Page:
The original three-cent piece struck in silver was introduced in 1851, when postal rates lowered to 3 cents for First Class mail, these three-cent argent coins were struck in measure until 1853. As the Civil War was ending in 1865 the U.S. Mint introduced another Three-Cent mint that was intended to redeem the three-cent notes, which was the most disliked of all the fractional newspaper notes .
legislation enacted March 3, 1865, authorized the mint of three-cent pieces in an debase of three-parts copper, and one-part nickel. The new coins were to be legal tender for amounts up to 60 cents, while the cent and two-cent legal sensitive measure was dropped to just 4 cents, by this modern law. The same police provided that Fractional Paper valued below 5 cents would be prohibited, to allow for the raw coins to retire the fractional notes .
Mint Chief Engraver, J.B. Longacre revised an existing design for the three-cent nickel, using Liberty for the obverse. Using the lapp classical profile that appears on the indian Head cent, the amber dollar, and the $ 3 piece, is seen fitted with a new hairdo and a stud coronet inscribed “ Liberty. ” The legend, “ United States of America ” is around the coin ’ s peripheral, with the date below Liberty ’ s tear. The reverse features a Roman Numeral III, as on the Silver edition, but it ’ s enclosed by a laurel wreath rather of the other coin ’ sulfur ornamented letter “ C. ” The edge is plain, typical of U.S. minor coins after 1795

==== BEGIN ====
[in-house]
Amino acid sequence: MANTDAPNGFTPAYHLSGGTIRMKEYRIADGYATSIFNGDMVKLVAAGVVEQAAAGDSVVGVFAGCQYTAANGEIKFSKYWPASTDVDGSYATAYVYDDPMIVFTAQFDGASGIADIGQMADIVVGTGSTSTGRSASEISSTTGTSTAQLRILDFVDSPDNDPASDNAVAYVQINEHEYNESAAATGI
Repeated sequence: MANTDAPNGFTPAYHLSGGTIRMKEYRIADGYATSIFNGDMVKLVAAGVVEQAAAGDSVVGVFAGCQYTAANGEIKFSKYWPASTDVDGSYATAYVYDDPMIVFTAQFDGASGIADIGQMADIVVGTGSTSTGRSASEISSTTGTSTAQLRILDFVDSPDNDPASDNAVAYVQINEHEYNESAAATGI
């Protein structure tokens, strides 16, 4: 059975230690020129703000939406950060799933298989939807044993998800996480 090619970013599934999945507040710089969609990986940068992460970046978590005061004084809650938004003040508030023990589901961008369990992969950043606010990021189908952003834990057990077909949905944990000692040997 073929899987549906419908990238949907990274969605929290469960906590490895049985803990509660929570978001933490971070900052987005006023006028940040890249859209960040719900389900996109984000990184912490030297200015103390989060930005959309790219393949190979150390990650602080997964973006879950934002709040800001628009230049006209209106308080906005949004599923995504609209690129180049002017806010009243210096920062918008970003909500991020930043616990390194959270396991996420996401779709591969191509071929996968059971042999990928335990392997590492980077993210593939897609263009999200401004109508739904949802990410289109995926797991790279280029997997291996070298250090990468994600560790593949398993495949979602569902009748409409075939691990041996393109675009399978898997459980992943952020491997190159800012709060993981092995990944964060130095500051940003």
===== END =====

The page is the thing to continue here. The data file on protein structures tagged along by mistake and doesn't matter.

Five-Cent Shield Nickel
The five-cent piece came about for the same reasons the three-cent nickel was created in 1865, to help redeem and replace the five-cent notes of fractional currentness. The Act of May 16, 1866, ushered in what would become one of the mainstays of our nation ’ mho neologism, the future 5 penny nickel. These coins could be purchased in “ Lawful Currency ” of the U.S. and it prohibited the promote issue of fractional paper valued at less than 10 cents. The Nickel was made a legal tender in amounts up to $ 1 and then could be redeemed for “ National Currency ” in sums not less than $ 100. The new coins were accepted immediately, though a smaller neologism of half-dimes continued until eliminated by law in 1873 .